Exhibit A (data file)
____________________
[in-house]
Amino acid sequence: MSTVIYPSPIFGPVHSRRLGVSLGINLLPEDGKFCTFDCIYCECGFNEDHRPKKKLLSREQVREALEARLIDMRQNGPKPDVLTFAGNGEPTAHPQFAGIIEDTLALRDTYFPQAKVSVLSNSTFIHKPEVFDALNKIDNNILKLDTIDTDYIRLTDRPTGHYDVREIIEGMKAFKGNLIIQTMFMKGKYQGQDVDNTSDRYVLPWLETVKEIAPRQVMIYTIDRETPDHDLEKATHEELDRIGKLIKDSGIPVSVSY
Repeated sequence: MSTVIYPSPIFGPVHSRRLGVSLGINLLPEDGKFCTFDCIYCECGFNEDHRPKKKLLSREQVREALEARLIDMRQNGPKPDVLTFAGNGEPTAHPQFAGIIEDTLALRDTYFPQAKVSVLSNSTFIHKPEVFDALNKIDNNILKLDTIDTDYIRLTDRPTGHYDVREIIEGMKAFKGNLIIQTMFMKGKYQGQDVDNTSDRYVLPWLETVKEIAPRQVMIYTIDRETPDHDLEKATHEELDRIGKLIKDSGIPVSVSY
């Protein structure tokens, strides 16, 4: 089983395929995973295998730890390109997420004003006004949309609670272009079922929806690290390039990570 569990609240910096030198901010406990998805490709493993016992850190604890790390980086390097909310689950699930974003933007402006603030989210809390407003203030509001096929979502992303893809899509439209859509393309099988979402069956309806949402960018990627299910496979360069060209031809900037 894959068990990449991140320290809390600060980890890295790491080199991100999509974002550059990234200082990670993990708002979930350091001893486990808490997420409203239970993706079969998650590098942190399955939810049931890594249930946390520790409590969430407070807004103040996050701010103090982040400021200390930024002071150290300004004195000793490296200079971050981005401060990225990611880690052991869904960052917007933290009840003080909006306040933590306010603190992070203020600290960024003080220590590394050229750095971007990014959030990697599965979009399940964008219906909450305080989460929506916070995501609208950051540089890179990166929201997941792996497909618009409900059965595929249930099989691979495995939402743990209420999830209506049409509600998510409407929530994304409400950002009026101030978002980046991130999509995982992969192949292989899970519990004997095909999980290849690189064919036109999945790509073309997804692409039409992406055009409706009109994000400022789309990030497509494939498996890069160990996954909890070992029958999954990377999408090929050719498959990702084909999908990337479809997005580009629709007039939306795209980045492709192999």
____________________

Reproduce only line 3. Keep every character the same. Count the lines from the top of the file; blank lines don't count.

Repeated sequence: MSTVIYPSPIFGPVHSRRLGVSLGINLLPEDGKFCTFDCIYCECGFNEDHRPKKKLLSREQVREALEARLIDMRQNGPKPDVLTFAGNGEPTAHPQFAGIIEDTLALRDTYFPQAKVSVLSNSTFIHKPEVFDALNKIDNNILKLDTIDTDYIRLTDRPTGHYDVREIIEGMKAFKGNLIIQTMFMKGKYQGQDVDNTSDRYVLPWLETVKEIAPRQVMIYTIDRETPDHDLEKATHEELDRIGKLIKDSGIPVSVSY